D H Lawrence arrived in New Mexico with his wife Frieda in September 1922 at the invitation of Mabel Dodge Sterne (later Luhan).
Mabel had read excerpts of Lawrence’s travel essay Sea & Sardinia in the ‘The Dial' literary magazine and recognised a fellow spirit. And whilst Lawrence spent little more than 11 months in total in New Mexico, spread over three visits, the immense and rugged landscape made as deep an impression upon him as it had on Mabel.
[Photo by Andreas Selter on Unsplash]
'I think New Mexico was the greatest experience from the outside world that I have ever had. It certainly changed me forever. …
The moment I saw the brilliant, proud morning shine high up over the deserts of Santa Fe, something stood still in my soul, and I started to attend … In the magnificent fierce morning of New Mexico one sprang awake, a new part of the soul woke up suddenly, and the old world gave way to a new.'
From New Mexico by D H Lawrence
A society hostess and patron of the arts who had tired of the society she was a member of, Mabel had travelled south from the East Coast in 1917. She fell in love with Taos and with Tony Luhan, a Native American living in the pueblo at Taos.
Settling in the town, she sought to establish an alternative society that would reinvigorate a moribund western civilization (as she saw it) through an infusion of Native American culture.
The Lawrences began their visit staying at Mabel’s estate in Taos, and at first they all got along. However, tensions soon emerged and Lawrence and Frieda moved first into a guest house on Mabel’s estate, and then out of the compound altogether.
Here Lawrence continued to work on and revise his Studies in Classic American Literature, probably the most outrageous and exhilarating work of literary criticism ever published.
'Love, and Merging, brought Whitman to the Edge of Death! Death! Death! But the experience of his message still remains. Purified of Merging, purified of Myself, the exultant message of American democracy, of souls in the Open Road, full of glad recognition, full of fierce readiness, full of the joy of worship, when one souls sees a greater soul. The only riches, the great souls.'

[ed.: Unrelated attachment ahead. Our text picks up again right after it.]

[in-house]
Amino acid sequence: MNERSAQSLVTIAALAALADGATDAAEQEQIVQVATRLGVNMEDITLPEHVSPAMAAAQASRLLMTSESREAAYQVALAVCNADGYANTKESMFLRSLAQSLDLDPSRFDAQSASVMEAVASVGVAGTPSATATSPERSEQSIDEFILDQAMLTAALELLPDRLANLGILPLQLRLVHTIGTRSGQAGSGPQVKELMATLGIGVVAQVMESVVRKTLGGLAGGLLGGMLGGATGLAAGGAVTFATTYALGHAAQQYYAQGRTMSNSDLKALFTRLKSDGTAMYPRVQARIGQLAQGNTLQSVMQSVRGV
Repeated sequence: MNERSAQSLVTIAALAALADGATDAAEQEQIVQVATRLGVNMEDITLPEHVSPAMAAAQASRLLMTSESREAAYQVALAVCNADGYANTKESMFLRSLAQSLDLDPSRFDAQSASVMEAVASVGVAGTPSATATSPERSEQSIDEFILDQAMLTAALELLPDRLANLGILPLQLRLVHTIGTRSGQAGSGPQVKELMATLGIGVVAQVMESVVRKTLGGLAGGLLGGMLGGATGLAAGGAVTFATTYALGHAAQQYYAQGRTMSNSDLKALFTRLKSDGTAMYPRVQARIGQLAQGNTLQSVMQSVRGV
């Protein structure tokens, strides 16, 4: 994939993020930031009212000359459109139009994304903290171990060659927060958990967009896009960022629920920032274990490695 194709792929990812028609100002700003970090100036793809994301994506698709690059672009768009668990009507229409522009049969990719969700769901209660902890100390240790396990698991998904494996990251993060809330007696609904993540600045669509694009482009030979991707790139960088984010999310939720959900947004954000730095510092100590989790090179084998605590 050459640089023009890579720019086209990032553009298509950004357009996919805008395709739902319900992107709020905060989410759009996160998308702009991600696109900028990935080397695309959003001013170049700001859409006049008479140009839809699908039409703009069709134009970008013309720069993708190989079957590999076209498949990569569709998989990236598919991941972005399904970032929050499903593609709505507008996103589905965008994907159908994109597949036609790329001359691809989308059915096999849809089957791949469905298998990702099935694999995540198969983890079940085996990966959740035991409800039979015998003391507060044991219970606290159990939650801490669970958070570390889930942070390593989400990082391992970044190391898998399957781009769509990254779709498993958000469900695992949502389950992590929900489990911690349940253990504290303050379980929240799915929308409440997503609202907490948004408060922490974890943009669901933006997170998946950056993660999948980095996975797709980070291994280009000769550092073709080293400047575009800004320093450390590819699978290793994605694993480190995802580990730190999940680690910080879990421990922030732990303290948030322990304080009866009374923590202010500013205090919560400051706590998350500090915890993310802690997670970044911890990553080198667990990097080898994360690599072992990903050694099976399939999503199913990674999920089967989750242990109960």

D H Lawrence on Walt Whitman in Studies in Classic American Literature
Lawrence in Mexico
By March 1923 Lawrence, a restless traveller if there ever was one, had had enough of Taos and he and Frieda left to go south to Mexico. Before long Frieda returned to Europe but Lawrence stayed on, inspired by the Aztec ruins and working on The Plumed Serpent, finally sailing for England in November.
However, within weeks England had palled and New Mexico had regained its lustre and promise in Lawrence’s mind. In London he sought to inspire friends with a vision of establishing a new community in New Mexico, but gained only one recruit, the artist Lady Dorothy Brett.
Undaunted Lawrence pressed on and the three of them arrived in Taos in March 24, again the guests of Mabel, who was now Mabel Dodge Luhan, having married Tony in late 1923.
Again, everything started well enough, but soon began to fall apart again, at least according to some accounts. Whether as a means of keeping Lawrence in New Mexico, or simply on impulse, Mabel offered her visitors the Kiowa Ranch, some 20 miles north of Taos.
Lawrence, with Frieda and Dorothy Brett, spent the summers of 1924 and 1925 on the ranch. And it is where he and Frieda are buried.
Thus there are two key sites on the trail of D H Lawrence in New Mexico:
There are also Lawrence’s paintings, banned in England, like Lady Chatterley’s Lover, on grounds of obscenity.
But reaching either the Kiowa Ranch or seeing the paintings is no straightforward matter, as Peter Street recounts in this narrative of his journey From Albuquerque to Taos: In search of D H Lawrence in New Mexico.
Mabel Luhan, Frieda Lawrence and Brett at Mrs Lawrence's porch, 1938 (Mabel Dodge Luhan papers, Beinecke Rare Book and Manuscript Library, Yale University)
Follow the trail: